Ancient civilisations in the region of Asia treated placenta differently according to their own culture. For China and Vietnam, placenta is seen as a life-giving force. That is why the people there took placenta and dried them and even formulated their own placenta recipes to boost their energy and vitality.
In Indonesia, placenta is viewed as the baby’s twin or elder sibling or the baby’s guardian throughout their life. To ensure their children were healthy, the fathers wrapped, and buried the placenta on the day of the birth. For the Filipino mothers, they buried the placenta with books, so their children became smart. In Korea, the placenta was burned and the ashes kept. During illness, the ashen powder is given in a liquid to help heal the child.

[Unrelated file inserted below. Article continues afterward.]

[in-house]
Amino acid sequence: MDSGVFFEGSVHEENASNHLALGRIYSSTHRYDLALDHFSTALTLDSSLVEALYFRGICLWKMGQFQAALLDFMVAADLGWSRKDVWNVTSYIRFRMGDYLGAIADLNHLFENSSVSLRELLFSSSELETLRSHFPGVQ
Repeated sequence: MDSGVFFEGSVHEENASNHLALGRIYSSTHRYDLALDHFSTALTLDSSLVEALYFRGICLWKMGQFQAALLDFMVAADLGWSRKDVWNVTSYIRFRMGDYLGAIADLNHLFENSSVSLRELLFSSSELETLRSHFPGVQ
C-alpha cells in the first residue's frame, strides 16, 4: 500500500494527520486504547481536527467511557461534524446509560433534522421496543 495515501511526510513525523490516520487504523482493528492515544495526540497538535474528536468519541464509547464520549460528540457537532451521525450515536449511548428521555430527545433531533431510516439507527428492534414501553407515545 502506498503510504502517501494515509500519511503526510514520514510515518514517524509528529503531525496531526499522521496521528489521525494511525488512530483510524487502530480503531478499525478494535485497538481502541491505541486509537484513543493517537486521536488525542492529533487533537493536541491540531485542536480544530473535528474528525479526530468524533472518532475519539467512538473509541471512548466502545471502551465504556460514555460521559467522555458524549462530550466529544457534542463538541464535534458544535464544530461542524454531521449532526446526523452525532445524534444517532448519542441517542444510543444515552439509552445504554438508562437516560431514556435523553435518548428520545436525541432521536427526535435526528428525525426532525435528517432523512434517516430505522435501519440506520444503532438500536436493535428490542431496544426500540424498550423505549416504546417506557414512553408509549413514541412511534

The Hmong culture treated placenta as “jacket’ as it is defined that way. Placenta is considered an infant’s first and finest clothing. They buried the placenta outside as they believe that after death, the soul will go back to the buried placenta and await rebirth.
In Cambodia, the placenta is attentively wrapped in a banana tree leaf and placed beside the newborn baby for three days and then buried. The Thais, on the other hand, buried the placenta under a tree that fitted well to the symbol of the Asian year and month of the child’s birth.